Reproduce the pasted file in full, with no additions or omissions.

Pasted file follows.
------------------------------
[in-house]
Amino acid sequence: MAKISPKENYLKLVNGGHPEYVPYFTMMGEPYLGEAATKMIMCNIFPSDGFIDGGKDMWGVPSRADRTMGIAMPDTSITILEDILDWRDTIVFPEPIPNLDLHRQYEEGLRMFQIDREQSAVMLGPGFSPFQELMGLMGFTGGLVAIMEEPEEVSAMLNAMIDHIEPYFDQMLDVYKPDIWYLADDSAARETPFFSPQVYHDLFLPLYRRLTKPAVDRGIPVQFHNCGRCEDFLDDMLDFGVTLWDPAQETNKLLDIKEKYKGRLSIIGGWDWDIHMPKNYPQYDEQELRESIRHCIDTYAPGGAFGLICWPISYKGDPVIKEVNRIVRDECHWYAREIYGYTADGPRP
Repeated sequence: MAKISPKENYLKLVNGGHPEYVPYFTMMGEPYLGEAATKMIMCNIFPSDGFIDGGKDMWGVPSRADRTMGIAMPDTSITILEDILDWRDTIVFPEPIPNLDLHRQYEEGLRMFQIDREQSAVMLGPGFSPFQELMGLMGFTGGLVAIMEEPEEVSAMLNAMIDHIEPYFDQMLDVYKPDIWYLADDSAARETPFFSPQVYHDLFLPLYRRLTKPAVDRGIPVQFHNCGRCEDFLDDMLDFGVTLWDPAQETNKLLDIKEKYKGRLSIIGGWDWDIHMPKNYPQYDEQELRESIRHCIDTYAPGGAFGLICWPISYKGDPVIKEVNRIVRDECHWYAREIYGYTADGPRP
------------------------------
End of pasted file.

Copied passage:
[in-house]
Amino acid sequence: MAKISPKENYLKLVNGGHPEYVPYFTMMGEPYLGEAATKMIMCNIFPSDGFIDGGKDMWGVPSRADRTMGIAMPDTSITILEDILDWRDTIVFPEPIPNLDLHRQYEEGLRMFQIDREQSAVMLGPGFSPFQELMGLMGFTGGLVAIMEEPEEVSAMLNAMIDHIEPYFDQMLDVYKPDIWYLADDSAARETPFFSPQVYHDLFLPLYRRLTKPAVDRGIPVQFHNCGRCEDFLDDMLDFGVTLWDPAQETNKLLDIKEKYKGRLSIIGGWDWDIHMPKNYPQYDEQELRESIRHCIDTYAPGGAFGLICWPISYKGDPVIKEVNRIVRDECHWYAREIYGYTADGPRP
Repeated sequence: MAKISPKENYLKLVNGGHPEYVPYFTMMGEPYLGEAATKMIMCNIFPSDGFIDGGKDMWGVPSRADRTMGIAMPDTSITILEDILDWRDTIVFPEPIPNLDLHRQYEEGLRMFQIDREQSAVMLGPGFSPFQELMGLMGFTGGLVAIMEEPEEVSAMLNAMIDHIEPYFDQMLDVYKPDIWYLADDSAARETPFFSPQVYHDLFLPLYRRLTKPAVDRGIPVQFHNCGRCEDFLDDMLDFGVTLWDPAQETNKLLDIKEKYKGRLSIIGGWDWDIHMPKNYPQYDEQELRESIRHCIDTYAPGGAFGLICWPISYKGDPVIKEVNRIVRDECHWYAREIYGYTADGPRP